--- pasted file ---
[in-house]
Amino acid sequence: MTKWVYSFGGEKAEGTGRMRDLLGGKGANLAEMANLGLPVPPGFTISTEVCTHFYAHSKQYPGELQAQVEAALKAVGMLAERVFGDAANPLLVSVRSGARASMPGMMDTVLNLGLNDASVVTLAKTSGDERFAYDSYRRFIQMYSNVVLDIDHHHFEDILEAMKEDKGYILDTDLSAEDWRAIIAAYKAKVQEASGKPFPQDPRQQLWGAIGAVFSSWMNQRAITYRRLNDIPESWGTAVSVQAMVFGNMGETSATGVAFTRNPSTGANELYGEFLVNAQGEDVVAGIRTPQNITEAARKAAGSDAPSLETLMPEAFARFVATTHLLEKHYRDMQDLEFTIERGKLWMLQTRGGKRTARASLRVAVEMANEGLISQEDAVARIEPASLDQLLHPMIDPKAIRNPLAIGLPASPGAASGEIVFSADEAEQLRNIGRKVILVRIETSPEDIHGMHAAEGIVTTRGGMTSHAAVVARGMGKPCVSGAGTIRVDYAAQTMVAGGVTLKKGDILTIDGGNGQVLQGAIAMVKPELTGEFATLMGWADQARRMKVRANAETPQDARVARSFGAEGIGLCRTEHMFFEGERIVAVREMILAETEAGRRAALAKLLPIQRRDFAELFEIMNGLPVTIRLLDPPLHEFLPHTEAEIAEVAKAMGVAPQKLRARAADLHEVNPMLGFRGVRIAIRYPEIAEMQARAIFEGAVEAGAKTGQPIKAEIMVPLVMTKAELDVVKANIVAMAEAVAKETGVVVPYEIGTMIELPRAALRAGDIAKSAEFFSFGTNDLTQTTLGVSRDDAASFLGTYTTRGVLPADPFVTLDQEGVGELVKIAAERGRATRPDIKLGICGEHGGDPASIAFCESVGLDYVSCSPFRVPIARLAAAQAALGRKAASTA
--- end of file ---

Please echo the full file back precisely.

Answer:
[in-house]
Amino acid sequence: MTKWVYSFGGEKAEGTGRMRDLLGGKGANLAEMANLGLPVPPGFTISTEVCTHFYAHSKQYPGELQAQVEAALKAVGMLAERVFGDAANPLLVSVRSGARASMPGMMDTVLNLGLNDASVVTLAKTSGDERFAYDSYRRFIQMYSNVVLDIDHHHFEDILEAMKEDKGYILDTDLSAEDWRAIIAAYKAKVQEASGKPFPQDPRQQLWGAIGAVFSSWMNQRAITYRRLNDIPESWGTAVSVQAMVFGNMGETSATGVAFTRNPSTGANELYGEFLVNAQGEDVVAGIRTPQNITEAARKAAGSDAPSLETLMPEAFARFVATTHLLEKHYRDMQDLEFTIERGKLWMLQTRGGKRTARASLRVAVEMANEGLISQEDAVARIEPASLDQLLHPMIDPKAIRNPLAIGLPASPGAASGEIVFSADEAEQLRNIGRKVILVRIETSPEDIHGMHAAEGIVTTRGGMTSHAAVVARGMGKPCVSGAGTIRVDYAAQTMVAGGVTLKKGDILTIDGGNGQVLQGAIAMVKPELTGEFATLMGWADQARRMKVRANAETPQDARVARSFGAEGIGLCRTEHMFFEGERIVAVREMILAETEAGRRAALAKLLPIQRRDFAELFEIMNGLPVTIRLLDPPLHEFLPHTEAEIAEVAKAMGVAPQKLRARAADLHEVNPMLGFRGVRIAIRYPEIAEMQARAIFEGAVEAGAKTGQPIKAEIMVPLVMTKAELDVVKANIVAMAEAVAKETGVVVPYEIGTMIELPRAALRAGDIAKSAEFFSFGTNDLTQTTLGVSRDDAASFLGTYTTRGVLPADPFVTLDQEGVGELVKIAAERGRATRPDIKLGICGEHGGDPASIAFCESVGLDYVSCSPFRVPIARLAAAQAALGRKAASTA